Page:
Well the cabinets arrived today! Tomorrow the installer will give them a look over for damage, if they are correct etc. They were a day early in getting here so that gives us plenty of time to tear out the old cabinets and prep. The electrician is coming Monday to move a few outlets around, add some new switches and such for the under cabinet lighting etc. A plumber is coming Wednesday to install a gas line for the new stove.
After they were unloaded, the installer came over the next day to check them out for damage. Everything is good to go, just one little minor thing to be replaced (a drawer front that screws on) that won’t hinder installation.
And so begins the tear out. These are old built-in cabinets, and the fellow who built them left a note scribed to one of the boards in the upper cabinet for posterity. It reads “Cabinets built by Sam Hollander, Sept 11 1962. Wages $4.00 per hour, My age is 35″…
These are “Before” shots”
The counter tops are glued down and nailed so my son and I are using a car jack from my Jeep to slowly “pry” up the tops. Normally you would just use a sledge hammer and not care, but I am practicing on these to eventually remove the bathroom counter top with out damaging the cabinets because in the bathroom we are keeping the 8ft. cabinet and just replacing the counter top.
First getting out the base cabinets seemed to be the right thing to do, and not having to bend over to get the top cabinets out. The base cabinet came out in one piece, the upper cabinets had to be dismantled to remove them. After all has been removed, I did some sanding and spackling. So much for day one.
My wife and I are currently planning a kitchen (and bathroom) remodel. We have been to Lowe’s for the cabinets and (believe it or not) got a pretty good deal. We are choosing the KraftMaid brand. They seem to be well built, stylish good selection of accessories.
I have been toiling over the idea of installing them myself. Our kitchen isn’t large just a 10×10 square with the cabinets running down the two sides.
Our existing layout has the stove right next to the refrigerator YUK! I have always hated that. Now there is a nice “Island” between the stove and refrigerator. We are also getting new appliances, refrigerator, over the stove microwave/hood, and I got to pick out a new stove/oven.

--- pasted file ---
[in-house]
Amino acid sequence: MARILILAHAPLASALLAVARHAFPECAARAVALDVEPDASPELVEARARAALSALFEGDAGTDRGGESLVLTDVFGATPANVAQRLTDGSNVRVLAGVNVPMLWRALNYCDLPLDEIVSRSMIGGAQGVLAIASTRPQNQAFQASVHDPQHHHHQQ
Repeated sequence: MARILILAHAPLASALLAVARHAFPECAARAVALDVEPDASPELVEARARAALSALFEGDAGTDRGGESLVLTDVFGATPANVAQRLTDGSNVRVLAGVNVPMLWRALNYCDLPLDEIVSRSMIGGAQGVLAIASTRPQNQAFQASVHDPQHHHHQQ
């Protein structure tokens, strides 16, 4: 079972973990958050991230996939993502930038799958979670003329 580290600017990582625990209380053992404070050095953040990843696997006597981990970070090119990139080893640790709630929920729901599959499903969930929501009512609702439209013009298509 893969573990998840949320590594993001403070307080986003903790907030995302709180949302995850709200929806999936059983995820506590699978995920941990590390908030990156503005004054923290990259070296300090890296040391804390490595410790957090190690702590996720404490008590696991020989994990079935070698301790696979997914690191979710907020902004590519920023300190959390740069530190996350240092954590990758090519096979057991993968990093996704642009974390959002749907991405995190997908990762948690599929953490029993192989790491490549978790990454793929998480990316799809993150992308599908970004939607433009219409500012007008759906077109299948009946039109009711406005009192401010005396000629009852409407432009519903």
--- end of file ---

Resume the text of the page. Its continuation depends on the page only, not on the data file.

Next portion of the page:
I have wanted a gas stove for a long time, after having one in my “first” apartment years ago (26 years), I liked the way the heat was instant on and better yet, instant off or down if something is scorching, and better control of the heat in general. We have been watching Food Network a lot lately and 98% of the chefs use gas stoves.
Cheryl “get’s” a new refrigerator. She hates my old “side-by-side”. We are getting one of those kind with the freezer on the bottom so you don’t have to bend over as much. We are also getting a newer microwave/hood as the old one has the handle duct taped to it.
The main feature of the new cabinets I have always wanted is slide out drawers for the food cupboard and a special heavy duty drawers for the pots and pans. No more climbing on the floor to reach a frying pan deep in the cupboard.
We recently took a day trip and rode on the Yreka Western Railroad steam excursion train that goes from Yreka, CA to Montague, CA and back. The YWRR is a short line working railroad as well as a tourist line. It serves (lately) only two mills, taking plywood veneer, wood chips and landscape bark to Montague for drop off and pick up by the Central Oregon and Pacific RR, CORP, located along the famous (former) Southern Pacific RR Siskiyou Line. It used to serve several mills along the line until recent mill closures reduced it’s revenue.
The railroad had recently fallen into financial problems, the steam engine needed repairs, the track needed repairs and to top it all off, the Main line served by CORP had been closed for almost 2 years due to a fire and collapse of Tunnel 13 on the Siskiyou Line. Only southbound loads were taken. But now things look good for the line, slowly gaining revenue and tourists, now that the #19 is back in working order
We started our journey at the YWRR Depot / Yard here is the #19 waiting to pull forward and hook up to the excursion train.
The trip is about 7 miles long but takes about an hour and a half because the train moves very slow due to poor track conditions. Be prepared to sit back, enjoy the scenery, watch wildlife and relax!
In Montague we had lunch at the “Dutchman” and it was wonderful. Clean decor, great food. We then walked up to the old Montague Depot, now a museum that houses almost exact replicas of how life was for the station master and his family, who lived upstairs. Afterward we walked down the street to a “tea room” and got drinks and cookies for the ride back. The people in this town sure depend on the tourists, and were almost devastated when the excursion train wasn’t operating.
If you’re ever in the area, be sure to stop in Yreka CA, explore the old historic mining district, eat at one of several great restaurants and ride the train!